The International Shark Attack File is a compilation of all known shark attacks that is administered by the Florida Museum of Natural History and the American Elasmobranch Society, a professional organization comprised of international workers studying sharks, skates and rays.
ISAF’s roots go back 60 years. The many documented shark attacks on U.S. Navy servicemen during World War II, and Navy personnel’s far greater risk of attack led the Office of Naval Research to fund the development of an effective shark repellent in early 1958.
Later that year, when the first participants on the project met in New Orleans, it became clear that more basic research was required before they had a realistic shot to develop the repellent the Navy was looking for.
Thus, a working group of shark researchers was formalized as The Shark Research Panel. The group was chaired by Perry W. Gilbert and its membership included Sidney R. Galler, John R. Olive, Leonard P. Schultz, Stewart Springer and, later, Albert L. Tester and H. David Baldridge.
The Shark Research Panel started The Shark Attack File with the goal of comprehensively documenting attacks on a global, historical basis. The Shark Attack File made its home at the Smithsonian Institution under the supervision of Schultz while a similar, smaller file was maintained by Gilbert at Cornell University.
Integrating data on all historical shark attacks began early on, as did outreach efforts to build a network of reporters to document new attacks as they occurred. Gilbert was also able to secure institutional funding that provided access to news clipping services, which worked as a serviceable tip off for new attacks.
This era also saw the Panel create a two-page reporting form and distribute it to File cooperators, leading the nascent database to bloom past the 1,000 attack mark in short order.
The first attempt to synthesize the File’s data was made by Schultz in 1963. His analysis, Attacks by sharks as related to activities of man, and accompanying appendix, A list of shark attacks for the world (coauthored by Marilyn H. Malin), appeared in Sharks and Survival, the first of two Gilbert-edited volumes emanating from the Navy’s support of shark research.
Schultz realized, however, that such manual analyses were far too time consuming and that more sophisticated methods were required. In 1967 the Panel agreed that a computerized statistical analysis was needed and, with U.S. Navy funding, Baldridge produced his classic 1974 analysis entitled Shark attack: a program of data reduction and analysis.
Naval support of the File ended in 1968 and efforts by Baldridge and Gilbert to secure support from traditional funding sources were unsuccessful, leading to the File’s eventual transfer from the Mote Marine Laboratory, where it had been sent for Baldridge’s analyses, to the University of Rhode Island.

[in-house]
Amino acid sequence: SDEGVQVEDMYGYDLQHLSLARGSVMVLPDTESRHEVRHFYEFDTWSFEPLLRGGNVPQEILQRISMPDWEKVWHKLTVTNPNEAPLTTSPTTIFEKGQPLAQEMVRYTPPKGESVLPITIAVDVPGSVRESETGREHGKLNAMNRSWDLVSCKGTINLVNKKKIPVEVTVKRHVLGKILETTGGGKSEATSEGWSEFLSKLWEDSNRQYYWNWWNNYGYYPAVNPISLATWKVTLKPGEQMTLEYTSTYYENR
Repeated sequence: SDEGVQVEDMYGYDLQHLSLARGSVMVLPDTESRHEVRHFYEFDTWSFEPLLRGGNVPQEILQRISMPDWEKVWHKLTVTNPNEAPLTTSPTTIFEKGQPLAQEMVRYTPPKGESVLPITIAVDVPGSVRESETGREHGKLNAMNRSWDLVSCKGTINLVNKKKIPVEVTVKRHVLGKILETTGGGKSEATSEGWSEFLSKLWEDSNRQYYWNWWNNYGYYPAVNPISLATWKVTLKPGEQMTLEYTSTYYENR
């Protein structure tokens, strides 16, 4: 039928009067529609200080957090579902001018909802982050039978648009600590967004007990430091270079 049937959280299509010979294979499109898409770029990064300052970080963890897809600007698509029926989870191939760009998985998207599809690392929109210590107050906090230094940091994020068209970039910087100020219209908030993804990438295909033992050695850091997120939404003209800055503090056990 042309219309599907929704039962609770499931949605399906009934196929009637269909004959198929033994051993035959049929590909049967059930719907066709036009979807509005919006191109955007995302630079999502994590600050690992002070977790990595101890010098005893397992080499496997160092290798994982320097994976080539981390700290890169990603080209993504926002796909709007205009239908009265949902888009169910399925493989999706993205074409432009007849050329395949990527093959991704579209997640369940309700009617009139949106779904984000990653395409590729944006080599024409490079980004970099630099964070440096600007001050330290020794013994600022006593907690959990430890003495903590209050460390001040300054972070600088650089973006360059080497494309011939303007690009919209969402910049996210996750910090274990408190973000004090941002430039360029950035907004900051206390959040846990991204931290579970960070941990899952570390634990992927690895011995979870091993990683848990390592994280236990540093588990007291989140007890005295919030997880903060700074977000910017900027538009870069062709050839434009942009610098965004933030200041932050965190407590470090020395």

The File was transferred to the FLMNH in 1988 where, under the auspices of the AES, it is now curated.
The File receives enthusiastic support from members of the American Elasmobranch Society, an international organization of scientists actively engaged in the studies of sharks, skates, rays and chimaeras, and continues to document attack records from the somewhat incomplete 1968-1988 period as well as investigate new ones.
After decades of data collection, there are now more than 6,000 individual investigations in the File spanning from the mid-16th century to today, and much of that data came in through the voluntary submissions of numerous cooperating scientists across the globe who operate as regional observers.
Through the cooperation of the organization’s many worldwide members the File is now growing greatly, with large databases from Australia, California, Hawaii and South Africa added or soon to be integrated into the system.
Baldridge’s reduced data, formerly stored on long-lost computer punch cards, were made available to the File and have been transferred from a computer print-out into a Microsoft Access relational database.
We welcome the unsolicited documentation of any attack from all time periods. Newly acquired data will be added as it appears, and periodic analyses of the data base will be performed to determine trends in local and worldwide attacks.
We currently are working on a revision of Baldridge’s synthetic analysis of worldwide attacks. The data base is also made available to qualified biologists and physicians who wish to address specific questions regarding shark attack.
Since the File contains much information that is considered privileged, such as medical reports, autopsies, and personal interviews, access is carefully guarded by ISAF shark researchers who must approve each request on a case-by-case basis. Inquiries from the media and general public are answered by the ISAF staff, but actual access to the files is otherwise limited to scientists.